December 4, 2020
In the event of development, the assessor will complete a Biodiversity Assessment Report (BDAR) to determine the number and nature of the credits that must be purchased and withdrawn by the developer to compensate for the damage caused to biodiversity by their development. The BDAR must be submitted and approved with the development application and the credits acquired and withdrawn from the market before development can begin. However, a BSA cannot be registered for any country and there are requirements that must be met before an administrative site can be installed on that land, as shown below. In addition, the costs and effects of entering a BSA are not negligible and, therefore, a landowner should seek detailed advice before deciding to close a BSA. Landowners who set up biodiversity conservation territory on their land generate credits sold to developers or landowners to compensate for activity at other sites. In the case of a landowner, the evaluator will complete a Biodiversity Management Assessment (BSSAR) report to determine, in quantitative terms, the credits from a fiduciary area and the ongoing management measures necessary to preserve and improve the biodiversity of the site. Reforms to protect biodiversity have led to significant changes in the NSW planning system and have significantly changed the way biobiological diversity is assessed, managed and balanced. The reform package has introduced a number of new legislative instruments, including: as in the case of a biobanking agreement under the previous TSC Act, a BSA is an agreement between a landowner and the environment minister, according to which the landowner must implement certain “management measures” on a site , funded by payments to a biodiversity fund. This new legislation has repealed and replaced previous biodiversity conservation legislation, including the Threatened Species Conservation Act of 1995, the Nature Conservation Trust Act 2001, the Native Vegetation Act 2003 and parts of the National Parks and Wildlife Act 1974 and the Fisheries Management Act 1994. The Biodiversity Management Fact Sheet, developed by the South African National Biodiversity Institute, presents five types of biodiversity conservation agreements, ranging from informal non-binding agreements to officially declared protected areas.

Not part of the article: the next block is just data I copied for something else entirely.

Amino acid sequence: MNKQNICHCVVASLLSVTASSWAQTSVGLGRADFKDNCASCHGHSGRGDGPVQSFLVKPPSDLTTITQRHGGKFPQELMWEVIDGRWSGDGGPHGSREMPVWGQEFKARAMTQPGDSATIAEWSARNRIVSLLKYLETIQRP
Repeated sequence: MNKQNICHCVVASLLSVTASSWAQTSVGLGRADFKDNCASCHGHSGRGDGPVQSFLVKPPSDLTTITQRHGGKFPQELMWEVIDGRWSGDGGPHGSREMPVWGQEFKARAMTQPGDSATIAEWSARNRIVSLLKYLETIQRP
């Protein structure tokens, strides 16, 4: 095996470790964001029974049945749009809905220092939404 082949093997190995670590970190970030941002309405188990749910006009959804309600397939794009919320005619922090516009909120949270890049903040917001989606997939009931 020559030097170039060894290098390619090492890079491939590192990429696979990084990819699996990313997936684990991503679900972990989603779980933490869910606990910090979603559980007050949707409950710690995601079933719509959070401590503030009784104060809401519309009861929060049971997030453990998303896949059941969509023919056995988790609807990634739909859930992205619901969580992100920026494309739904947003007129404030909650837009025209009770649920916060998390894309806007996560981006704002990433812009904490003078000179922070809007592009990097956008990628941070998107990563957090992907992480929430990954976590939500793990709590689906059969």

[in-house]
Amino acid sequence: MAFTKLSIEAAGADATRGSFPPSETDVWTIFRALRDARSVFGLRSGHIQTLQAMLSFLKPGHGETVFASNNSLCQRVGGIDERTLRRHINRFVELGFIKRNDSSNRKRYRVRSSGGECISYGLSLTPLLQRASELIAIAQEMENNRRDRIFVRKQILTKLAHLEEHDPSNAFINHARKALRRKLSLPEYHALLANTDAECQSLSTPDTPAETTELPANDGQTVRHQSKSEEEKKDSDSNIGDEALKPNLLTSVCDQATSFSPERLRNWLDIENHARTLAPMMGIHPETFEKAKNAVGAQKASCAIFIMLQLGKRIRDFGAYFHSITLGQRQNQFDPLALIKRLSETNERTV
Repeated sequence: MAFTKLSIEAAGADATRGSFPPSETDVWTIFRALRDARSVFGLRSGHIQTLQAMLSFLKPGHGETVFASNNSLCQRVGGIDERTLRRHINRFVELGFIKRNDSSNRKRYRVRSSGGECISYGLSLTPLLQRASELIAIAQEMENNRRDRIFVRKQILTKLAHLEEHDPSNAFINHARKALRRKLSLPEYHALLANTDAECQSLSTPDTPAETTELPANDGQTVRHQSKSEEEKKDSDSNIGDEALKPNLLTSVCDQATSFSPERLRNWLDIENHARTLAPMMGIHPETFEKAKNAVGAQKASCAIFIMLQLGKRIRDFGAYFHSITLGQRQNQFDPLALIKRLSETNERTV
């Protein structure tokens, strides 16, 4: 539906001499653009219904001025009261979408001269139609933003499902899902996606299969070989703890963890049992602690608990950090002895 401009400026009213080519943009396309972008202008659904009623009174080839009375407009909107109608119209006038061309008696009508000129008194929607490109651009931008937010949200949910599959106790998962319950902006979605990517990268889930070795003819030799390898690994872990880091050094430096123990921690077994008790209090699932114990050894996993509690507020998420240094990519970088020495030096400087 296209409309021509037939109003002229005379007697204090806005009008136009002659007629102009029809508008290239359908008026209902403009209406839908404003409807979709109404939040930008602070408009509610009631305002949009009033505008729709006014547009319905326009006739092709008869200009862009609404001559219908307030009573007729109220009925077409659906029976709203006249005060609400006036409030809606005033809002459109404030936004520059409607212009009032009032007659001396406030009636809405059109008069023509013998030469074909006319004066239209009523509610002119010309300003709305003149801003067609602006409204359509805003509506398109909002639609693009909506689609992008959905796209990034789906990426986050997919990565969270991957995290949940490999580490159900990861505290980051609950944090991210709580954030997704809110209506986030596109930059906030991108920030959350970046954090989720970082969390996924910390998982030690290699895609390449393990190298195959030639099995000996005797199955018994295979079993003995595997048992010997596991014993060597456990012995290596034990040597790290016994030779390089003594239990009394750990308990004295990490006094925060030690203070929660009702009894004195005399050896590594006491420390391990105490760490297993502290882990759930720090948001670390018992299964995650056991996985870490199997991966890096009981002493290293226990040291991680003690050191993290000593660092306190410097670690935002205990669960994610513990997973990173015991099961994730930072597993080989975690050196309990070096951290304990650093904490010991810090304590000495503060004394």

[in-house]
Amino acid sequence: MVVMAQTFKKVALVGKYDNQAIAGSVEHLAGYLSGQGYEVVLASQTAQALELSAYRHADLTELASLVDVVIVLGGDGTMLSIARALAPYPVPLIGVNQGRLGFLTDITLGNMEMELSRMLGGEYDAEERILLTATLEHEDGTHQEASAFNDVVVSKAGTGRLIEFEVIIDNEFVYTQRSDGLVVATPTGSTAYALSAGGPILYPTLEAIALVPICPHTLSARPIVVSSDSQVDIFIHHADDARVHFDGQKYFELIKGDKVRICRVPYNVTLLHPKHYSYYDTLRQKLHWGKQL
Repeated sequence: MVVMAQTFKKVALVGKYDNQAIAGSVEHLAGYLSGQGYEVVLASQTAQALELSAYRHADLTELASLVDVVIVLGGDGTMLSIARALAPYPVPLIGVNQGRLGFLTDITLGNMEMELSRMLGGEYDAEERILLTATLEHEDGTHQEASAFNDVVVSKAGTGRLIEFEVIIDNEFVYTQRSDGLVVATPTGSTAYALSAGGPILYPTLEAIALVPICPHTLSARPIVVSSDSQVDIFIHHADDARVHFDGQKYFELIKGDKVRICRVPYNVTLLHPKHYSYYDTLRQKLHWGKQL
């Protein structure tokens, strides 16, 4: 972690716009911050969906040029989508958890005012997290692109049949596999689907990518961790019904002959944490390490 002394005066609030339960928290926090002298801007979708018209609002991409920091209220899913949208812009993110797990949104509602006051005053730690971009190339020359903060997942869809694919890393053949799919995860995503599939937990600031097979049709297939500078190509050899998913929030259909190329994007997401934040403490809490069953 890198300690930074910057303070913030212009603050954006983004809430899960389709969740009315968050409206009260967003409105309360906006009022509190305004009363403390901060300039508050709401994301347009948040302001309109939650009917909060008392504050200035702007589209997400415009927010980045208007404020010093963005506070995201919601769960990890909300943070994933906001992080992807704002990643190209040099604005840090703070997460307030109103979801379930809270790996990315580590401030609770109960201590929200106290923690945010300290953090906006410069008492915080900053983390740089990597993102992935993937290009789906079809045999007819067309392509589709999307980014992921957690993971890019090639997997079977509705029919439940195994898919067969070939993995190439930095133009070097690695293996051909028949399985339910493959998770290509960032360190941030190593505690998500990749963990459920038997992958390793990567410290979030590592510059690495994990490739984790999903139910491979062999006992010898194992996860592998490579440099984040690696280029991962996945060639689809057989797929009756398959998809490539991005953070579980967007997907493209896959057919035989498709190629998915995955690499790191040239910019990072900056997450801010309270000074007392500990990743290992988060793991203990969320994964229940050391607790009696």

Biodiversity conservation is based on voluntary agreements between landowners and conservation authorities, and landowners are supported by the government at different levels, depending on the level of biodiversity protection granted to the priority area concerned. The five types of biodiversity management agreements in the decreasing order of formal protection are: In simple terms, the BOS is a system for compensating for development-related or grubbing-up by the purchase and retirement of “biodiversity credits”.
© 2021 Zoe Tennesen . Creative Director | Theme by Eleven Themes